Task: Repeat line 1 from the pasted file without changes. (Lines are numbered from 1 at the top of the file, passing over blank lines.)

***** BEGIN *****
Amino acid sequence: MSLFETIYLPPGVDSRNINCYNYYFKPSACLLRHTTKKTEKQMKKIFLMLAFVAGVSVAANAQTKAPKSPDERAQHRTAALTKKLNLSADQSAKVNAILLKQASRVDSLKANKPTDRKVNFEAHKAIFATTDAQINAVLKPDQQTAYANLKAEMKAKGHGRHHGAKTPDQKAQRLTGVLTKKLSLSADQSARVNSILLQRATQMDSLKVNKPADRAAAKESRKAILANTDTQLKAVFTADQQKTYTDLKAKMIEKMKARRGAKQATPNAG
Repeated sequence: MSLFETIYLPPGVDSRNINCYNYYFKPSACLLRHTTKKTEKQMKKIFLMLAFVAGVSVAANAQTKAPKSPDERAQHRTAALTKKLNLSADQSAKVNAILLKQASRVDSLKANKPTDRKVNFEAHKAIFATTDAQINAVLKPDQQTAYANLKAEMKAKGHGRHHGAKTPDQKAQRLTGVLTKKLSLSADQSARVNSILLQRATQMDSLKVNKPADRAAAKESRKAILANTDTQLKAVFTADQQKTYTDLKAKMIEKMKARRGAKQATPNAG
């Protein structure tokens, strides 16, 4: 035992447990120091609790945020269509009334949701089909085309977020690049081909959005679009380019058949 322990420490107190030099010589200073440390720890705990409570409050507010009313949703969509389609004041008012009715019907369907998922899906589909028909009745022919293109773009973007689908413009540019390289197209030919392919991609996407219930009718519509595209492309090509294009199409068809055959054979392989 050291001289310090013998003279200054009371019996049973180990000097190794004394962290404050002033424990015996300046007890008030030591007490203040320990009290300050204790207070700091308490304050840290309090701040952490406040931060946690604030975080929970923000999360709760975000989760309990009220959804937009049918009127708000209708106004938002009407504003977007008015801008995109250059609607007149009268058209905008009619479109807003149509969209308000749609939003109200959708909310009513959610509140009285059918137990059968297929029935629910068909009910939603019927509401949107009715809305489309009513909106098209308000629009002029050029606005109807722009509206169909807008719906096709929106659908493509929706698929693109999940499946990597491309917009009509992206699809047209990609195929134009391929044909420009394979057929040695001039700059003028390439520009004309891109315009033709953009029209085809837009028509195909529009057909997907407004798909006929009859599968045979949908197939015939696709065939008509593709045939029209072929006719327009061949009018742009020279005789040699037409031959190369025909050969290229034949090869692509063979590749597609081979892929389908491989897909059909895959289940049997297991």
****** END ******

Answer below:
Amino acid sequence: MSLFETIYLPPGVDSRNINCYNYYFKPSACLLRHTTKKTEKQMKKIFLMLAFVAGVSVAANAQTKAPKSPDERAQHRTAALTKKLNLSADQSAKVNAILLKQASRVDSLKANKPTDRKVNFEAHKAIFATTDAQINAVLKPDQQTAYANLKAEMKAKGHGRHHGAKTPDQKAQRLTGVLTKKLSLSADQSARVNSILLQRATQMDSLKVNKPADRAAAKESRKAILANTDTQLKAVFTADQQKTYTDLKAKMIEKMKARRGAKQATPNAG